Finding Comfort in the Classics

This is one of the 273 lists we use to generate our main The Greatest Books list.

  • The Turn of the Screw by Henry James

    A young governess is hired to care for two children at a remote English estate. However, she soon becomes convinced that the grounds are haunted by two former employees who have taken control of the children. As she fights to free the children from these apparitions, the line between reality and her own fears becomes increasingly blurred, leading to a chilling and ambiguous conclusion.

  • How to Cook a Wolf by M. F. K. Fisher

    This book is a classic guide to cooking and living well during times of scarcity and austerity. The author offers practical advice, recipes, and tips on how to make the most of limited resources. The book is not only a cookbook but also a philosophical treatise on the importance of enjoying life and finding beauty in simplicity. It's a testament to the author's belief that one can live well and eat deliciously even in times of hardship.

  • Collected Essays of George Orwell by George Orwell

    This book is a compilation of essays by a renowned author, known for his sharp wit and critical eye. It covers a wide range of topics, from politics and language to literature and culture. The author's insightful and often provocative viewpoints provide a unique perspective on the world, challenging readers to question their own beliefs and assumptions. His straightforward writing style and keen observations make these essays as relevant today as when they were first published.

  • Possession by A. S. Byatt

    "Possession" is a novel that interweaves two storylines, one set in contemporary times and the other in the Victorian era. The contemporary plot follows two academics who uncover a secret love affair between two 19th-century poets, while the Victorian storyline presents the clandestine romance itself. As the modern scholars delve deeper into the past, they find themselves falling in love as well, mirroring the historical romance they are researching. The book explores themes of love, passion, and the power of the written word.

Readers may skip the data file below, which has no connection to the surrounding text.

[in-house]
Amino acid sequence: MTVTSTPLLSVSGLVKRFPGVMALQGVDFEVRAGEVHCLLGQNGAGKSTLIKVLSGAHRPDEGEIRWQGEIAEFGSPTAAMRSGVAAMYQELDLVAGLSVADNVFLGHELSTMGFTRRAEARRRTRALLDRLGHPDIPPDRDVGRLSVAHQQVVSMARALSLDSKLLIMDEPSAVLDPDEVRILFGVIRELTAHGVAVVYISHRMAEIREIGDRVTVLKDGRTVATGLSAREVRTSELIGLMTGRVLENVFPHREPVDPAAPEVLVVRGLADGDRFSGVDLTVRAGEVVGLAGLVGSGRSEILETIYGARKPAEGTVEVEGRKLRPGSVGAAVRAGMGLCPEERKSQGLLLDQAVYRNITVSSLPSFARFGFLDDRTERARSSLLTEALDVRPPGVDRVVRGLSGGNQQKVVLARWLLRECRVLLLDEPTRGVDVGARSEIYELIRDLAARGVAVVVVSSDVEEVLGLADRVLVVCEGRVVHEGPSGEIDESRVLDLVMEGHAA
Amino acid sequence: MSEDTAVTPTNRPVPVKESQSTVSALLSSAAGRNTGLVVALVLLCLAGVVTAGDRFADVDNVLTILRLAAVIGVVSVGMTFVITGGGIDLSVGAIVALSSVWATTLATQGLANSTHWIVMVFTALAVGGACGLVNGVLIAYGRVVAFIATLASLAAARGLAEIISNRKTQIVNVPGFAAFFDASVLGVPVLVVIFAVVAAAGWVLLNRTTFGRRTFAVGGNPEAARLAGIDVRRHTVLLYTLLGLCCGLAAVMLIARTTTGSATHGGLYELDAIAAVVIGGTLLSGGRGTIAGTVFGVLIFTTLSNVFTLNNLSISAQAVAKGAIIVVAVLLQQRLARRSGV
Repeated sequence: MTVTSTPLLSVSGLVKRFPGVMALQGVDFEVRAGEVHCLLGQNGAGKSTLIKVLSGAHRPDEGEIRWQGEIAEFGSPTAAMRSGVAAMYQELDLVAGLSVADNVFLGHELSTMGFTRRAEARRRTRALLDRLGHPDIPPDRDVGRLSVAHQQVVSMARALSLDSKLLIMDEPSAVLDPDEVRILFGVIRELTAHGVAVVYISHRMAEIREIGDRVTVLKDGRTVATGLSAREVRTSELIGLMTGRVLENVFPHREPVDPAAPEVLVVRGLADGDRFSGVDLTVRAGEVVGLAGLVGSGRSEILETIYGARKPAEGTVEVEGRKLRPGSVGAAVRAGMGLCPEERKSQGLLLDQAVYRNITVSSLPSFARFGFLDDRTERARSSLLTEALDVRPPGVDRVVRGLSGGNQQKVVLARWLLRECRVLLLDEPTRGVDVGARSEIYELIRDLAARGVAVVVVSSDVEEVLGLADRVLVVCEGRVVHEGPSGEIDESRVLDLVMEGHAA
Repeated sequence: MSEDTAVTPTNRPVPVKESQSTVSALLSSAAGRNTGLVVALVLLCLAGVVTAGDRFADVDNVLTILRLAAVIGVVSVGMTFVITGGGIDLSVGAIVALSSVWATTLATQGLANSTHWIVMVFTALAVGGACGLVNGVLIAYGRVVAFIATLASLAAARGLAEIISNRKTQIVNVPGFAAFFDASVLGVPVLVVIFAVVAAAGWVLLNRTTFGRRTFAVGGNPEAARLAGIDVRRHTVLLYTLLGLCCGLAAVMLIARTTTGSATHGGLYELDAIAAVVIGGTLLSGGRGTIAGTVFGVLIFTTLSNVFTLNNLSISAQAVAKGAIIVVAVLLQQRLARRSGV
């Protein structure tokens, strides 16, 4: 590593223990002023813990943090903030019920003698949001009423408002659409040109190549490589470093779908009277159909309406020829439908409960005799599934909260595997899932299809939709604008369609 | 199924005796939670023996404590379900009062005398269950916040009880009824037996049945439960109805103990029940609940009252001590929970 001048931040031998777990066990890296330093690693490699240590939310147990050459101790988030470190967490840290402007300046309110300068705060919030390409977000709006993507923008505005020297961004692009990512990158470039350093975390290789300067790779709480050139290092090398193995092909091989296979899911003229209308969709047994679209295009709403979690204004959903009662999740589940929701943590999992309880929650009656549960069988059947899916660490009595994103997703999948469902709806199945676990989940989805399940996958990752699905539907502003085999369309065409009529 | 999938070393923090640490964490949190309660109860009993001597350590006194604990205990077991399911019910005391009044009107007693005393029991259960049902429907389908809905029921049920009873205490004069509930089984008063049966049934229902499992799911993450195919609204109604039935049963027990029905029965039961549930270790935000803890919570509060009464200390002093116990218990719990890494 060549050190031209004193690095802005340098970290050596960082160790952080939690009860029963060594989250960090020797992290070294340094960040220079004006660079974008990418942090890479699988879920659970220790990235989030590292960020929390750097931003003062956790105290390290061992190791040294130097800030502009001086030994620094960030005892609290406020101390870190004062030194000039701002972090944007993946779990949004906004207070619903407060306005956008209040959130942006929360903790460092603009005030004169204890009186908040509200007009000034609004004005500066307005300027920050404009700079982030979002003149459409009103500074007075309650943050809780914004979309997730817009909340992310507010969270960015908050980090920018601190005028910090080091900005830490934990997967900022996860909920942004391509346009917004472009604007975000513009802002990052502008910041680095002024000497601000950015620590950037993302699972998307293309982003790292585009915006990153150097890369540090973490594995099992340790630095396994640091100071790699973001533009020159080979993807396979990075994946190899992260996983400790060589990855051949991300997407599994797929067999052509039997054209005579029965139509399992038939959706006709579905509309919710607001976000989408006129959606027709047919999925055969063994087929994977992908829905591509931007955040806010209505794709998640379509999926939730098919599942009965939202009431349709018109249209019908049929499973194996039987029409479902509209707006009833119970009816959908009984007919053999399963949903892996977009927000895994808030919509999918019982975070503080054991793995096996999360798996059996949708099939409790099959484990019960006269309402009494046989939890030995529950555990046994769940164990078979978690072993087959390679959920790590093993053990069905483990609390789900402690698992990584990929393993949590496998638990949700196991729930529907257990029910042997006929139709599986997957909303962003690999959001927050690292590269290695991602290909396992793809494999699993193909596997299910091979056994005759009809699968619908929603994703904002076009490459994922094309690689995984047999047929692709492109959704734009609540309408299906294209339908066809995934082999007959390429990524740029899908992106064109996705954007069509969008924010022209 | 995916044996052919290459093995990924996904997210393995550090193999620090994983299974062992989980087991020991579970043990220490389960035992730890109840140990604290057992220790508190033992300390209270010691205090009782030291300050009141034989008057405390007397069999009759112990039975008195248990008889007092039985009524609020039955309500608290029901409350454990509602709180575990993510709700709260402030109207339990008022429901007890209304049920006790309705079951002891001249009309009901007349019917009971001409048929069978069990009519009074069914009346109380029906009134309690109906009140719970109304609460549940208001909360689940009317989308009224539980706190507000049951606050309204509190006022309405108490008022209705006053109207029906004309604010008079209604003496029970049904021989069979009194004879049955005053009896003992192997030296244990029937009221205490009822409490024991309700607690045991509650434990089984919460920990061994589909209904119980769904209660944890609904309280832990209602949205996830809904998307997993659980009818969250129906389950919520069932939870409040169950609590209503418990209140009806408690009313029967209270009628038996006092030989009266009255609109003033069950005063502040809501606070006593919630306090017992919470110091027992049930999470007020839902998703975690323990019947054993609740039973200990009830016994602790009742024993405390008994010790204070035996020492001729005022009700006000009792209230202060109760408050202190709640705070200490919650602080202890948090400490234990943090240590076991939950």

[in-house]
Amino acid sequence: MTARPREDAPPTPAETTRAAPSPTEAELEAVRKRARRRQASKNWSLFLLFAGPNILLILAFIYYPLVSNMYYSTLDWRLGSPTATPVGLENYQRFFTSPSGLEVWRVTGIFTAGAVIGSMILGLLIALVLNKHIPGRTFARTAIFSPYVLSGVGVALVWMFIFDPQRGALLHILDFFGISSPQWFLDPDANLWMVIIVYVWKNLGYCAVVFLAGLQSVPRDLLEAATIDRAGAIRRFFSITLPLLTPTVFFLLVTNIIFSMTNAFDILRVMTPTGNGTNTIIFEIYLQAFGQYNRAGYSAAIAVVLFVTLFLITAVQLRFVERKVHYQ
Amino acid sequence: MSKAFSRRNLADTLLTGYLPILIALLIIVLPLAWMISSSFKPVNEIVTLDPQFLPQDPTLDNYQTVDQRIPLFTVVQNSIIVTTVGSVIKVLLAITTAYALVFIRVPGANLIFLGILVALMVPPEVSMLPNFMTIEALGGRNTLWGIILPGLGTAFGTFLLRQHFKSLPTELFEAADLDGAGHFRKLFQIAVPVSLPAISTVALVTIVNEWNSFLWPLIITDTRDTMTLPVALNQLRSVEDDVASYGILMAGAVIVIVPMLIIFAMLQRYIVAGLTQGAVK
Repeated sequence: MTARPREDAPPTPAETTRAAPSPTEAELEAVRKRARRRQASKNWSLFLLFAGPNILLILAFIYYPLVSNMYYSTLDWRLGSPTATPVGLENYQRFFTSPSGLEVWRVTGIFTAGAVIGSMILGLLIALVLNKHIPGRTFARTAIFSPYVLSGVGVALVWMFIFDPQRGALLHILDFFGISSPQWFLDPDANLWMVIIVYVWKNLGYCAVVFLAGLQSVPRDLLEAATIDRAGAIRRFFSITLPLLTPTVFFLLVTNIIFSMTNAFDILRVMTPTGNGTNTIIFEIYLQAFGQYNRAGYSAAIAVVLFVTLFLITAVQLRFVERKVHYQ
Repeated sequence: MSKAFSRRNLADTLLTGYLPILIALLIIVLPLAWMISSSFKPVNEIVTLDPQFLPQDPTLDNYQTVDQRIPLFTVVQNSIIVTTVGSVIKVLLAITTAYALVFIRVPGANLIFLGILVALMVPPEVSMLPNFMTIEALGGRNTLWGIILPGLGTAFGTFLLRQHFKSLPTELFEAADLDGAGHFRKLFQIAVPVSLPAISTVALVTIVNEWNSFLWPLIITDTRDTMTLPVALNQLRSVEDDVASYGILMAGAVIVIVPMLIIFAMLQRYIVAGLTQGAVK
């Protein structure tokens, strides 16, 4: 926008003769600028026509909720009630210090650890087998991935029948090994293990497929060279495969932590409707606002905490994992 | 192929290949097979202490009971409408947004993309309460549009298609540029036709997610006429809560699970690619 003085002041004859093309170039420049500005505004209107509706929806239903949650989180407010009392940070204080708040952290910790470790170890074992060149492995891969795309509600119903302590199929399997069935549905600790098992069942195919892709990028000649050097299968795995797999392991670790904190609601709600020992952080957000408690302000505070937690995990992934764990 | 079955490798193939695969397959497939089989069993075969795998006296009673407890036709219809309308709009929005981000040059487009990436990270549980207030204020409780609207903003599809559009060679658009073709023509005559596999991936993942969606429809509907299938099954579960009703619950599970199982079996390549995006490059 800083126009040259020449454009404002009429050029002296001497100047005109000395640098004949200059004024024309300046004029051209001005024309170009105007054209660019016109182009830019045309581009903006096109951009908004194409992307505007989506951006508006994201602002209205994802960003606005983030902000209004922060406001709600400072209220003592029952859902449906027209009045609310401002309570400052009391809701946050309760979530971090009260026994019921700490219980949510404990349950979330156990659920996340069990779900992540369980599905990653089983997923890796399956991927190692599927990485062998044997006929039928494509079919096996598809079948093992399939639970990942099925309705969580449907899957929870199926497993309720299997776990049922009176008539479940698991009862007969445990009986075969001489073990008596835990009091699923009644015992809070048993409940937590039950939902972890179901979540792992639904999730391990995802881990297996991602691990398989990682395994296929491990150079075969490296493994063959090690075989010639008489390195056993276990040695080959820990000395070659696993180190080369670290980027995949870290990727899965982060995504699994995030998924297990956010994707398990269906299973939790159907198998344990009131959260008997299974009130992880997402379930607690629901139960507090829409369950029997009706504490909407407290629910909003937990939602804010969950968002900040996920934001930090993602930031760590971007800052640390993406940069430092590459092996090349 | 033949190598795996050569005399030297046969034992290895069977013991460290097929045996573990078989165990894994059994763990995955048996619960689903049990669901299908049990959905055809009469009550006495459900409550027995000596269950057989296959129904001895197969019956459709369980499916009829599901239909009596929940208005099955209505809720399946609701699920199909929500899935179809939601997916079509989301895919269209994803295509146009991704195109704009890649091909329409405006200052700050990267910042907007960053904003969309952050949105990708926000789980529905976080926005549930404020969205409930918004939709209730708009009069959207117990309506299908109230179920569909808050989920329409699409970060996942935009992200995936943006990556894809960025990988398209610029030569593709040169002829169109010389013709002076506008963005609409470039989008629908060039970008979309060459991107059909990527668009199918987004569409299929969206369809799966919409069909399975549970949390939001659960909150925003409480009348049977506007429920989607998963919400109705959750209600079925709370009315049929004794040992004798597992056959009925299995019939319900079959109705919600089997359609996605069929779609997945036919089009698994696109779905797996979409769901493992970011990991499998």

• Oblomov by Ivan Goncharov

    The book is a satirical critique of the nobility in 19th century Russia, focusing on the titular character, a lazy and apathetic nobleman who prefers to daydream and live in his own fantasies rather than engage with the real world. His indolence is contrasted with the energetic and ambitious character of his friend who tries to get him involved in societal affairs and business. The protagonist's lethargy and inability to adapt to changing times symbolize the decay and stagnation of the Russian nobility.

  • The Death of Ivan Ilyich by Leo Tolstoy

    The book is a poignant exploration of mortality and the human condition, focusing on a high-court judge in 19th-century Russia who lives a seemingly successful and conventional life. However, when he is confronted with a terminal illness, he begins to question the meaning and value of his life, leading to an existential crisis and eventual spiritual awakening. Through his struggle, he comes to realize the superficiality of his previous life and the importance of genuine human connection. His story is a profound commentary on the nature of life, death, and the pursuit of happiness.

  • The Phantom Tollbooth by Norton Juster

    A young boy named Milo, who is always bored and uninterested in the world around him, unexpectedly receives a magic tollbooth. When he drives through it in his toy car, he is transported to the Kingdom of Wisdom. Here, he embarks on a quest to rescue the princesses Rhyme and Reason, who have been exiled by the warring brothers, King Azaz of Dictionopolis (where words are supremely important) and the Mathemagician of Digitopolis (where numbers are most valued). Along his journey, Milo learns the value of learning and the excitement that can be found in the world around him.

  • The American Way of Death by Jessica Mitford